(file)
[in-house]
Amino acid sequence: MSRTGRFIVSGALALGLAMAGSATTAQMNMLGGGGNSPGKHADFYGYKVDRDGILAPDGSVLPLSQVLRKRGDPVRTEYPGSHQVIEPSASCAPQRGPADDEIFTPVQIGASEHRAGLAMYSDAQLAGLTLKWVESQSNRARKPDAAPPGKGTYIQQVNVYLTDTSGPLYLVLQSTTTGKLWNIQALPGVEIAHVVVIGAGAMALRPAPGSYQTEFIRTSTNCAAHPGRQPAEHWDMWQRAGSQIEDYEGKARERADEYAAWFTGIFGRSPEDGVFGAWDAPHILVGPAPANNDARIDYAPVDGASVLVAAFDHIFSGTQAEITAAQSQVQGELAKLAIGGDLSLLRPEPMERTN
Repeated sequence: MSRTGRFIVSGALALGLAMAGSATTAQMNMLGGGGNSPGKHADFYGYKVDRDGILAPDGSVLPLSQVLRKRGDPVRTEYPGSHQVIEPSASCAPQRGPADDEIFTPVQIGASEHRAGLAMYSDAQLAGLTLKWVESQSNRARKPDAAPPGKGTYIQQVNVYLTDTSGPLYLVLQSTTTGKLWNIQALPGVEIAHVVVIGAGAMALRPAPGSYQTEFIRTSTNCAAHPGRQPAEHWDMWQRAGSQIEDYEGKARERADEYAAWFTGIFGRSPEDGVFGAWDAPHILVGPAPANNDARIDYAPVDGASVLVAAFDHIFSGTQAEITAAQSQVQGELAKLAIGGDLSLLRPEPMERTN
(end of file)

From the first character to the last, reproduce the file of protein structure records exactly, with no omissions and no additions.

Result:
[in-house]
Amino acid sequence: MSRTGRFIVSGALALGLAMAGSATTAQMNMLGGGGNSPGKHADFYGYKVDRDGILAPDGSVLPLSQVLRKRGDPVRTEYPGSHQVIEPSASCAPQRGPADDEIFTPVQIGASEHRAGLAMYSDAQLAGLTLKWVESQSNRARKPDAAPPGKGTYIQQVNVYLTDTSGPLYLVLQSTTTGKLWNIQALPGVEIAHVVVIGAGAMALRPAPGSYQTEFIRTSTNCAAHPGRQPAEHWDMWQRAGSQIEDYEGKARERADEYAAWFTGIFGRSPEDGVFGAWDAPHILVGPAPANNDARIDYAPVDGASVLVAAFDHIFSGTQAEITAAQSQVQGELAKLAIGGDLSLLRPEPMERTN
Repeated sequence: MSRTGRFIVSGALALGLAMAGSATTAQMNMLGGGGNSPGKHADFYGYKVDRDGILAPDGSVLPLSQVLRKRGDPVRTEYPGSHQVIEPSASCAPQRGPADDEIFTPVQIGASEHRAGLAMYSDAQLAGLTLKWVESQSNRARKPDAAPPGKGTYIQQVNVYLTDTSGPLYLVLQSTTTGKLWNIQALPGVEIAHVVVIGAGAMALRPAPGSYQTEFIRTSTNCAAHPGRQPAEHWDMWQRAGSQIEDYEGKARERADEYAAWFTGIFGRSPEDGVFGAWDAPHILVGPAPANNDARIDYAPVDGASVLVAAFDHIFSGTQAEITAAQSQVQGELAKLAIGGDLSLLRPEPMERTN